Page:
Scream is a franchise full of brutal deaths, many of them absolutely devastating for viewers. Sure, you're happy to see some characters go, but whether you grew to like a particular key player over the course of the film, or you can just place yourself in the same scary position, other characters leave heartbreak behind when Ghostface finally catches up to them. Nowhere is that more apparent than in the fifth Scream film which arrived earlier this month, to the point that the studio went so far as to ask the franchise's new directors for some alternate takes to potentially undo one particular murder.
**Spoilers ahead for Scream.**
Like 2011's Scream 4, 2022's Scream is a blending of old and new, pairing the "legacy" characters of Sidney Prescott (Neve Campbell), Gale Weathers (Courteney Cox) and Dewey Riley (David Arquette) with a new group of Woodsboro youths that includes Tara (Jenna Ortega) and Sam Carpenter (Melissa Barrera), Mindy (Jasmin Savoy Brown) and Chad Meeks-Martin (Mason Gooding), Wes Hicks (Dylan Minnette), and Amber Freeman (Mikey Madison). By this point in the franchise, it's easy to see the legacy characters surviving the whole ordeal as a new round of Ghostface murders kicks off. After all, they've made it through four movies at this point, so why not a fifth?
But then there's the whole "requel" theme of the movie kicks in, and characters begin to discuss how requels in general work, bringing up examples like Star Wars: The Force Awakens and Ghostbusters: Afterlife, both films that rely on legacy character deaths to help tell their story. If you're paying attention in those moments, it's easy to start to wonder if one of the original trinity of characters might not make it out alive. Then Sheriff Judy Hicks (Marley Shelton), another surviving hero from Scream 4, gets a knife to the stomach, and everyone else in the legacy cast starts to feel a little safer. Maybe they'll all make it out after all.
Then, of course, we arrive at the hospital sequence, where Dewey fights his way past Ghostface by declaring "not today" and filling the killer's torso with bullets. Of course, anyone who's seen Scream 3 knows that shooting Ghostface is not enough unless you aim for the head, so after getting Tara and Richie (Jack Quaid) to safety, Dewey decides to go back and make sure the killer's really dead. That's when Ghostface pounces and guts him, killing off a character who's survived 25 years of mayhem and providing an emotional gut punch that brings Sidney back to Woodsboro and prompts her to team up with Gale for one more round of Ghostface hunting.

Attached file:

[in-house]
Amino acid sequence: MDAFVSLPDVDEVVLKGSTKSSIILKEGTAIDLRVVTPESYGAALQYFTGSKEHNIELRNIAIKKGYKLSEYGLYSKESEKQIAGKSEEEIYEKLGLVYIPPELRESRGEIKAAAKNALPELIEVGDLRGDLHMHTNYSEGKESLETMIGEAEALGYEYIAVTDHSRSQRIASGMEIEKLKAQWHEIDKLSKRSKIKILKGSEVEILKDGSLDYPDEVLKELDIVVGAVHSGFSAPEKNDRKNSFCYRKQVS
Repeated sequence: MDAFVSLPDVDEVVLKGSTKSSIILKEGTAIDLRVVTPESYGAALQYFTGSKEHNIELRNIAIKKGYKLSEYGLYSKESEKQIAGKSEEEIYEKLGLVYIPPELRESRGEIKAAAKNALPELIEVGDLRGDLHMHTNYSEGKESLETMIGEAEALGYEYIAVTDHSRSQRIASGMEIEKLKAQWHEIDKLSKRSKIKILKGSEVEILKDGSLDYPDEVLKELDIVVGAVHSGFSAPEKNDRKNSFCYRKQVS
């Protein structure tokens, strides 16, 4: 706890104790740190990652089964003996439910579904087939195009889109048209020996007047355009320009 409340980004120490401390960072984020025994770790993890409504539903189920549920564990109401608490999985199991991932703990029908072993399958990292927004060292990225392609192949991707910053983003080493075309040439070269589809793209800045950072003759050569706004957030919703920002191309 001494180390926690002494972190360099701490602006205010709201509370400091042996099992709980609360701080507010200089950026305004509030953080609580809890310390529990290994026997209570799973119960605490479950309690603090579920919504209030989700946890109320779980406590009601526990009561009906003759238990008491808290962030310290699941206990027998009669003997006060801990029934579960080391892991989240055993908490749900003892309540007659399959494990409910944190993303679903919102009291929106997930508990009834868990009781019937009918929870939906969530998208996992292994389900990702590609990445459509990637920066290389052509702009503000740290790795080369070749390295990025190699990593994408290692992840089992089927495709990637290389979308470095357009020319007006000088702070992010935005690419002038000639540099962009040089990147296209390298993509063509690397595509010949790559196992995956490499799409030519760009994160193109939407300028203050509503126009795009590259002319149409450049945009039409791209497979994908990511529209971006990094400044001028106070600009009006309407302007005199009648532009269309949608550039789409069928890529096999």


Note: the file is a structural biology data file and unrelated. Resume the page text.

Speaking to Variety about Dewey's death, directors Matt Bettinelli-Olpin and Tyler Gillett (part of the filmmaking collective known as Radio Silence) revealed that, while there was never a plan to possibly kill off Sidney or Gale, the studio was still hesitant about killing any member of the original three survivors, and asked the filmmakers to give them some alternate takes where Dewey could have survived the film. The duo responded by making sure the alternates were bad enough that the studio wouldn't want to use them.
“We very begrudgingly got one shot that you could put some voiceover over, like, ‘He woke up from surgery, he’s gonna be fine,'” Gillett said. “With no intention of ever fucking using it.”
Bettinelli-Olpin added, “Just to describe the shot, it was it was an over-the-shoulder from behind Gale and Sid of a doctor’s legs. It was absolutely not really a usable shot.” He laughed. “‘Shot’ is very generous.”
So, Dewey's death stayed in the film, giving it an emotional linchpin that, while certainly controversial to some Scream fans, ends up working in its favor in terms of shattering expectations. Still, if you really hate that death scene, keep your fingers crossed for the alternate takes to land on the eventual Blu-ray. That way you can put together your own "Dewey Lives" cut.